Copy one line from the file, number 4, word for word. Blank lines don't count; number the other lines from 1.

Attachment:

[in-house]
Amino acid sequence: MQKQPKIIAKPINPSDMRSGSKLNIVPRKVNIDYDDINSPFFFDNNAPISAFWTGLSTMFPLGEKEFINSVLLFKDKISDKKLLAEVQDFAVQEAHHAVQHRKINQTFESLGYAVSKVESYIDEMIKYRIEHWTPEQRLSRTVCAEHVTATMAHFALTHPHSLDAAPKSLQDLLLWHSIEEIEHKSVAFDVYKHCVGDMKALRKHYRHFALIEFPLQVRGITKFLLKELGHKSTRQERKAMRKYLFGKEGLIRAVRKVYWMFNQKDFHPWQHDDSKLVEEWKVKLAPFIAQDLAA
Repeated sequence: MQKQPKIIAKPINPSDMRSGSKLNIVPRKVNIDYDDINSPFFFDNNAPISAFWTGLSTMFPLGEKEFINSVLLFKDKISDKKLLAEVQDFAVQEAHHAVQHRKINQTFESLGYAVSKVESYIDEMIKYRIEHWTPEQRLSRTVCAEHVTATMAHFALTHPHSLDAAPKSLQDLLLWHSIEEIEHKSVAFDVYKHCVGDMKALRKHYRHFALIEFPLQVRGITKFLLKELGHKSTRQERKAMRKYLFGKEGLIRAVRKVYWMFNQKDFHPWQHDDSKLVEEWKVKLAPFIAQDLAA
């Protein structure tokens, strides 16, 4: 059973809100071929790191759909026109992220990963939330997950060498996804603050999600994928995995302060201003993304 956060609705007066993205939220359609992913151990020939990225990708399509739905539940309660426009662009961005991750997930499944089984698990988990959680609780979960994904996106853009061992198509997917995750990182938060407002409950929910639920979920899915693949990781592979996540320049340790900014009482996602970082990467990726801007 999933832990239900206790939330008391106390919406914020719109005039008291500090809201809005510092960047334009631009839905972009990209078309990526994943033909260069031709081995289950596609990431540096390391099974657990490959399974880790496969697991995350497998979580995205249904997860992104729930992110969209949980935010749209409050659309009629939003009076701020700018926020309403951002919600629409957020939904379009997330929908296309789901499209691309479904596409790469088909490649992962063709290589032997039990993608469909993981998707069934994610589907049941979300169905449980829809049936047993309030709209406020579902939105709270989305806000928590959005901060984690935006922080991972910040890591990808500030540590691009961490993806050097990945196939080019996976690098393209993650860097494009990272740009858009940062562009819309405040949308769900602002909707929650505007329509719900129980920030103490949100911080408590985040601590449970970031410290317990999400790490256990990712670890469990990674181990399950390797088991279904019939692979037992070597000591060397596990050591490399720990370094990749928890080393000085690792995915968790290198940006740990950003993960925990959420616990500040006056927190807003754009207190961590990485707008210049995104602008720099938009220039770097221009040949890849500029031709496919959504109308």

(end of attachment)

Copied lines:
């Protein structure tokens, strides 16, 4: 059973809100071929790191759909026109992220990963939330997950060498996804603050999600994928995995302060201003993304 956060609705007066993205939220359609992913151990020939990225990708399509739905539940309660426009662009961005991750997930499944089984698990988990959680609780979960994904996106853009061992198509997917995750990182938060407002409950929910639920979920899915693949990781592979996540320049340790900014009482996602970082990467990726801007 999933832990239900206790939330008391106390919406914020719109005039008291500090809201809005510092960047334009631009839905972009990209078309990526994943033909260069031709081995289950596609990431540096390391099974657990490959399974880790496969697991995350497998979580995205249904997860992104729930992110969209949980935010749209409050659309009629939003009076701020700018926020309403951002919600629409957020939904379009997330929908296309789901499209691309479904596409790469088909490649992962063709290589032997039990993608469909993981998707069934994610589907049941979300169905449980829809049936047993309030709209406020579902939105709270989305806000928590959005901060984690935006922080991972910040890591990808500030540590691009961490993806050097990945196939080019996976690098393209993650860097494009990272740009858009940062562009819309405040949308769900602002909707929650505007329509719900129980920030103490949100911080408590985040601590449970970031410290317990999400790490256990990712670890469990990674181990399950390797088991279904019939692979037992070597000591060397596990050591490399720990370094990749928890080393000085690792995915968790290198940006740990950003993960925990959420616990500040006056927190807003754009207190961590990485707008210049995104602008720099938009220039770097221009040949890849500029031709496919959504109308």